I thank everyone who has wished to participate in this Jubilee event. I extend a respectful greeting to the authorities who are attending: the Minister of Justice, the Head of the Prison Administration Department, the Warden of this prison, the Commander of the Police Detachment, together with the officers who work with him.
Above all I greet each of you prisoners with fraternal affection. I stand before you as a witness to God’s love. I come to tell you that God loves you and wants you to follow a path of rehabilitation and forgiveness, of truth and justice.
I would like to listen to each of your personal stories. What I cannot do myself can be done by your chaplains who are at your side in Christ’s name. I extend my cordial greetings to them and to all who carry out this most demanding task in all the prisons of Italy and the world.
I also feel obliged to express my appreciation to the volunteers who work with the chaplains in being close to you with appropriate programmes. With their help too, prison life can acquire human features and be enriched by a spiritual dimension, which is most important for your life. This dimension, offered for each one’s free acceptance, should be considered an essential element in a penal system that is more in conformity with human dignity.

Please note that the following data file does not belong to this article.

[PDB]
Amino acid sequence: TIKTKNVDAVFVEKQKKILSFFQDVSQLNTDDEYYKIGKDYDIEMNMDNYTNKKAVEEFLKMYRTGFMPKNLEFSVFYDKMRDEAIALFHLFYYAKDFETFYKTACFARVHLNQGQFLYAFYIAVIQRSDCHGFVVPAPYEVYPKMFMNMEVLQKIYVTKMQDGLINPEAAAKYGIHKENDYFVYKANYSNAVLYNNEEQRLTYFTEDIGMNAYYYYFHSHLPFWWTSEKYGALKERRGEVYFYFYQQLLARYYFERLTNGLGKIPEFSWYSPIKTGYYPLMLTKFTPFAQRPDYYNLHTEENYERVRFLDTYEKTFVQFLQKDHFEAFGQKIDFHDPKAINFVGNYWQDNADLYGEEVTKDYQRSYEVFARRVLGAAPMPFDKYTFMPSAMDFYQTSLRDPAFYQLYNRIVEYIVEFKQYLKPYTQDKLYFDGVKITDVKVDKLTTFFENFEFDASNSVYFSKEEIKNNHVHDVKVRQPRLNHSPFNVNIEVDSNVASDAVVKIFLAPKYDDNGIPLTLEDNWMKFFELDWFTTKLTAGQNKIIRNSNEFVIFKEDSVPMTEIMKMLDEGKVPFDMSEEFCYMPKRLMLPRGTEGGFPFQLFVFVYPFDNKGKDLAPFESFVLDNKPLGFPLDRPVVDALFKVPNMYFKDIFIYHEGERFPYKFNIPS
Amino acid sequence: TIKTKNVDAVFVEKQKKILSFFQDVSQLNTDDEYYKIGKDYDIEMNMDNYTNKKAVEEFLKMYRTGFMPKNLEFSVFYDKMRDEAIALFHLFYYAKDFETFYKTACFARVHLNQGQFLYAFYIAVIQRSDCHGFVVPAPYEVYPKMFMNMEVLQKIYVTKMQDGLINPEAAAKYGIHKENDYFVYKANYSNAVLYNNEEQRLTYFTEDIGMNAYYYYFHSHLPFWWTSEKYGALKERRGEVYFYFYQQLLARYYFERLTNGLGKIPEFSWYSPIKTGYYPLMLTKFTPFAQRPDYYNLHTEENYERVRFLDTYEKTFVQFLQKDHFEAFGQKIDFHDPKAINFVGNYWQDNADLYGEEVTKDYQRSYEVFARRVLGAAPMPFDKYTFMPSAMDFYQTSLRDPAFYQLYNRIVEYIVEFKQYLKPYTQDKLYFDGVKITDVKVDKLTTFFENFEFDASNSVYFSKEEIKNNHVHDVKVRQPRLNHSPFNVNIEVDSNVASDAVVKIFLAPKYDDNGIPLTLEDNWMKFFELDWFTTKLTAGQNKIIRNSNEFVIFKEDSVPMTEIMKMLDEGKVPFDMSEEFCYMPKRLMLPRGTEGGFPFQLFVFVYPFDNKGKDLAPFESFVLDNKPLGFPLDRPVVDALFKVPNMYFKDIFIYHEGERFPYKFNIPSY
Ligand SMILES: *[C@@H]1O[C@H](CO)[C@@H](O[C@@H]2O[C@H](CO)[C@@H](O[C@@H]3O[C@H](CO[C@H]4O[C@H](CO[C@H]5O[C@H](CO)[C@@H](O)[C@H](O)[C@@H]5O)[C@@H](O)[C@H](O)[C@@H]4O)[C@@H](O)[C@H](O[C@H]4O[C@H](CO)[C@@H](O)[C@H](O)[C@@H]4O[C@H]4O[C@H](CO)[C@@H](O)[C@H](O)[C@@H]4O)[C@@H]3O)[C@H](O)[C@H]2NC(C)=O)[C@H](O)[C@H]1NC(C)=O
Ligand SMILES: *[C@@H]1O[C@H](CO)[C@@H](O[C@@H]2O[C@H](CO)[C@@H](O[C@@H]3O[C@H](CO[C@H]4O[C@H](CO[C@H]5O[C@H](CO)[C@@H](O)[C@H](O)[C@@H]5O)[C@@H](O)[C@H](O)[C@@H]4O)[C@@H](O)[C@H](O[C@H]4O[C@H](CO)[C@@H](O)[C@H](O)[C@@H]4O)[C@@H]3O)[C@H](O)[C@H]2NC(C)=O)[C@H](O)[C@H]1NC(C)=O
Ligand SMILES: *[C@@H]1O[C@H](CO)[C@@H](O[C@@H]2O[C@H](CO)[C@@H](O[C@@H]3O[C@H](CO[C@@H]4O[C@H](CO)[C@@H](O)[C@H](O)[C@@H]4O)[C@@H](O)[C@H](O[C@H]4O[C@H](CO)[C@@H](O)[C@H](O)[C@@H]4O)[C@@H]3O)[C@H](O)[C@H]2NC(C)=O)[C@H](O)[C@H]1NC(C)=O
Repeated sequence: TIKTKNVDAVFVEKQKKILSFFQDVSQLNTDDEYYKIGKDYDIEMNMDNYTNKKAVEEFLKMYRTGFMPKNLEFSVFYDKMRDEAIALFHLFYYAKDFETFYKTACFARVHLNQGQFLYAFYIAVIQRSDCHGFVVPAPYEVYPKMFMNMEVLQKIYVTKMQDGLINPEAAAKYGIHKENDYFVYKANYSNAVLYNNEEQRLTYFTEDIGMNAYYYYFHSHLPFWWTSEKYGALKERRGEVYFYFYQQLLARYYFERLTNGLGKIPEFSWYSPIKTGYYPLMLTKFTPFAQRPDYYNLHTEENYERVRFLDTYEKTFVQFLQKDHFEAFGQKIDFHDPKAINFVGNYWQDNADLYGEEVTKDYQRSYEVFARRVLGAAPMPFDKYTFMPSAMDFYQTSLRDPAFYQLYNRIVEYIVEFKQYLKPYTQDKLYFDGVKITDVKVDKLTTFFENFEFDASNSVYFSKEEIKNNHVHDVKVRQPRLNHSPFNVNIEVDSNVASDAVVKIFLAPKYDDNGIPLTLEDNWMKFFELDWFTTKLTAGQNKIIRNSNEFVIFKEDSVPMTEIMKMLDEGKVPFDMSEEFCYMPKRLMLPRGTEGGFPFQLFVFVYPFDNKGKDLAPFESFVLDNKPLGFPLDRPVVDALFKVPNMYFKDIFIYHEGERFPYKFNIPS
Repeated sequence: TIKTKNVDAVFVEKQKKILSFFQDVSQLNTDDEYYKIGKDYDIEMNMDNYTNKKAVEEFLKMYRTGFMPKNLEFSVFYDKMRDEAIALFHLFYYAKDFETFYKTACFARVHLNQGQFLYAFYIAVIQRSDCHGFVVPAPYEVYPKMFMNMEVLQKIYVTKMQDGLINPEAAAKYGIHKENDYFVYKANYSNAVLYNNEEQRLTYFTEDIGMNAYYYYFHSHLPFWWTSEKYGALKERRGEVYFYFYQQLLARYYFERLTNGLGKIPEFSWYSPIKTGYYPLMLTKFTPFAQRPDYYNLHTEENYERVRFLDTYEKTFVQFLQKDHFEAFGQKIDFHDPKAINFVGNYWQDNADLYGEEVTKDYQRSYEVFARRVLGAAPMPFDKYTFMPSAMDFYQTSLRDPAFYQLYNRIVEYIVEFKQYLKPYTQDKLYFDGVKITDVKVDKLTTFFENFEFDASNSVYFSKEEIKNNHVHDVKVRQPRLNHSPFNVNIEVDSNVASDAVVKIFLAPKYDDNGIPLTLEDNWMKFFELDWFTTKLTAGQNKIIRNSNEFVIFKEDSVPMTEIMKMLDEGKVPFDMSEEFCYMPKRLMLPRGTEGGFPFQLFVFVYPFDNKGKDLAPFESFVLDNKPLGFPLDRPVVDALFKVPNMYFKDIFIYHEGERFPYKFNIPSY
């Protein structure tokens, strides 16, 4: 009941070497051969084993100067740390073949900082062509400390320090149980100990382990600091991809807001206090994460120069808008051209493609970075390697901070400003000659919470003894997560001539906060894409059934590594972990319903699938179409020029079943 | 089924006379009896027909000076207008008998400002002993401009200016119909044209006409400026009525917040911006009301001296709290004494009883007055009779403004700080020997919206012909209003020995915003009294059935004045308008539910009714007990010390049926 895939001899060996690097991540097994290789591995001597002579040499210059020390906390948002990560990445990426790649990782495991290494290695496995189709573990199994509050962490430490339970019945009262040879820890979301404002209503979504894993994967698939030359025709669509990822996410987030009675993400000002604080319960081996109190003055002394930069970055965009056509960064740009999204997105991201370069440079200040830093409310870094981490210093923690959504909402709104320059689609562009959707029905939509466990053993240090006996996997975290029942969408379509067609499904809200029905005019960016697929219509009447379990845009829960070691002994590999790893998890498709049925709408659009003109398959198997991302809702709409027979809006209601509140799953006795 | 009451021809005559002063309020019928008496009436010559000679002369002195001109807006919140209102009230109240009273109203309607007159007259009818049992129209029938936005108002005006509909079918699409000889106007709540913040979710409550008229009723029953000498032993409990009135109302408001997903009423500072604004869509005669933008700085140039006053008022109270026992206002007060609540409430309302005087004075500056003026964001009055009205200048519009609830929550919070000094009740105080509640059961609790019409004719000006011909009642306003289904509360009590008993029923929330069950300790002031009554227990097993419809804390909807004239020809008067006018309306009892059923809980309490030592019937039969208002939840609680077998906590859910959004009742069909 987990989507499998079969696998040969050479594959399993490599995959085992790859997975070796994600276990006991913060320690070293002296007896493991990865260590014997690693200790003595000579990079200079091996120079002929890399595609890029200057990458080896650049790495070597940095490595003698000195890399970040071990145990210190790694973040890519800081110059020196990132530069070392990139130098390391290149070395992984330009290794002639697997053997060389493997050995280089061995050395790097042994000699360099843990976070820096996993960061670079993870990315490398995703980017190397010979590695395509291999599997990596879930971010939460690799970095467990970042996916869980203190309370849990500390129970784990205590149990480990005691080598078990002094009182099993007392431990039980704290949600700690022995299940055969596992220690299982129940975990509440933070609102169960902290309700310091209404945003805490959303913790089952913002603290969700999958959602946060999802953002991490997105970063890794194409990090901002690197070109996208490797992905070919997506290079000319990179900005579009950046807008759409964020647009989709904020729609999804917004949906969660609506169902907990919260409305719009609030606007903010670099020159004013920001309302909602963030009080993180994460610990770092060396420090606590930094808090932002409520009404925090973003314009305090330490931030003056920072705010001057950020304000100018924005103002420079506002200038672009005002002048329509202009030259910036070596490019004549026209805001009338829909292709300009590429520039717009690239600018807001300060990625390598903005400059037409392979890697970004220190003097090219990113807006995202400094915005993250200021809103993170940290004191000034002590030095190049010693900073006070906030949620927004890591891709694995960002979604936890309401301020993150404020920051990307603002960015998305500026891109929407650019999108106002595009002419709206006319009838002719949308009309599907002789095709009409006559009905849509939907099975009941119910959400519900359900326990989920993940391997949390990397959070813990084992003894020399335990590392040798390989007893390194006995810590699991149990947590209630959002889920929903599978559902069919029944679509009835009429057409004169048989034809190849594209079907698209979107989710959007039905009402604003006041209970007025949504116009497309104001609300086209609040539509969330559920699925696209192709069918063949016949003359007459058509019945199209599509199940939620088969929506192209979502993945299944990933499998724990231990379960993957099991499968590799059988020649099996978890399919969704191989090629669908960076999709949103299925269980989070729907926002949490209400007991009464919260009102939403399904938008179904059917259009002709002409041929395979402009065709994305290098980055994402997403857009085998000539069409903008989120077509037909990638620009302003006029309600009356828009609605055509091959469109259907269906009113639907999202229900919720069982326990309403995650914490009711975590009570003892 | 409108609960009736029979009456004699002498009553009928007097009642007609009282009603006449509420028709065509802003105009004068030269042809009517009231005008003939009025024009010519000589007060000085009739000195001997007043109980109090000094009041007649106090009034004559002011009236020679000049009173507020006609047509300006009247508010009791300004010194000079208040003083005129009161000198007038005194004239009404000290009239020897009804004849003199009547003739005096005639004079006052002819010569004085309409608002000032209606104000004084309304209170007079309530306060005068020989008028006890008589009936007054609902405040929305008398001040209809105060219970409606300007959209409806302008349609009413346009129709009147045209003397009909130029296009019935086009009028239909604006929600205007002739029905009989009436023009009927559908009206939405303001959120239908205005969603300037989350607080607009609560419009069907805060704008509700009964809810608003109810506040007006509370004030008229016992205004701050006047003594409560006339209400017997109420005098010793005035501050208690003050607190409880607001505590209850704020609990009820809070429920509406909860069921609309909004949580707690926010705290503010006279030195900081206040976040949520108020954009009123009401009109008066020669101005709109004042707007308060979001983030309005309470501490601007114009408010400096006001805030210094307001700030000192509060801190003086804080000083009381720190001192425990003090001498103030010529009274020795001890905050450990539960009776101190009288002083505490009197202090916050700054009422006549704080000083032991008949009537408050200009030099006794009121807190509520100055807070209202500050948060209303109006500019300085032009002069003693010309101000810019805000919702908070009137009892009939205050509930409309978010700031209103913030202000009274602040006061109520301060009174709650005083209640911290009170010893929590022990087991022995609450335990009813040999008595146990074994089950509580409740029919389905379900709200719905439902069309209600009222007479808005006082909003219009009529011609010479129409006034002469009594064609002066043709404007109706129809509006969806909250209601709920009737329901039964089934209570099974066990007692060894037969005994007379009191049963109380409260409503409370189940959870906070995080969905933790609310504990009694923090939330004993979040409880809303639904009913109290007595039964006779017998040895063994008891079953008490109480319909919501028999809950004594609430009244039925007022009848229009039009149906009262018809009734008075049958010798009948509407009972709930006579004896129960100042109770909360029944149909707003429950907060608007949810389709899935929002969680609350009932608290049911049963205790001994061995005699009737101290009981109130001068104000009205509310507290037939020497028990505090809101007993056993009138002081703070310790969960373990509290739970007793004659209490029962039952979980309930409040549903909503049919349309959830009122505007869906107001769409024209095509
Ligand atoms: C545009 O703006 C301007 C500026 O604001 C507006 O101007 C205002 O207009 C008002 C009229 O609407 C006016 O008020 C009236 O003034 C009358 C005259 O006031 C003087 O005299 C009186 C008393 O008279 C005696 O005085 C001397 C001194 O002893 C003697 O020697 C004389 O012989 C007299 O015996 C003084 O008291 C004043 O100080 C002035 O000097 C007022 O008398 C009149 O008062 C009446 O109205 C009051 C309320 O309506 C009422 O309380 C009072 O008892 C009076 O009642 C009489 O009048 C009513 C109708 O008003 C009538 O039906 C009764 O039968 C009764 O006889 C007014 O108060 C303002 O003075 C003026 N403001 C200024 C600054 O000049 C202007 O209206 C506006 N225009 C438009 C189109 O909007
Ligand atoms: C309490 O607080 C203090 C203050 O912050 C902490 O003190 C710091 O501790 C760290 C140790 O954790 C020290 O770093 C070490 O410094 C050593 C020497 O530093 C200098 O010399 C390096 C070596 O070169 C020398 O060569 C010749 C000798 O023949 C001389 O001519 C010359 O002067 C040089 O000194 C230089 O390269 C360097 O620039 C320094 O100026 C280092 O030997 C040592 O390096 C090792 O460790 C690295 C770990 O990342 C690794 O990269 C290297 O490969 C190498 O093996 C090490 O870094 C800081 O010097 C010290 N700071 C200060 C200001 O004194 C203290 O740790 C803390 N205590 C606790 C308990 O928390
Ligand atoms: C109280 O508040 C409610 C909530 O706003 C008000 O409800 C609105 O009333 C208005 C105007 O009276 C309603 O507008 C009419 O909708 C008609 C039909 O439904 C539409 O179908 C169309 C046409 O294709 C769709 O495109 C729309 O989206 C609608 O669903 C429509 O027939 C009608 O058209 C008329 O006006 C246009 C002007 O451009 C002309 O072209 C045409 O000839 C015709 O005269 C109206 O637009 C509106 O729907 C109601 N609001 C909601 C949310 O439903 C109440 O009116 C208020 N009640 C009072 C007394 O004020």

The first reading, in which the prophet Isaiah describes several significant traits of the future Messiah, sheds light on just such a project: “He will not cry or lift up his voice, or make it heard in the street; a bruised reed he will not break, and a dimly burning wick he will not quench; he will faithfully bring forth justice. He will not fail or be discouraged until he has established justice in the earth.”
At the center of this Jubilee there is Christ, the prisoner; at the same time there is Christ the lawgiver. It is he who establishes the law, proclaims it and strengthens it. However he does this not with arrogance, but with meekness and love.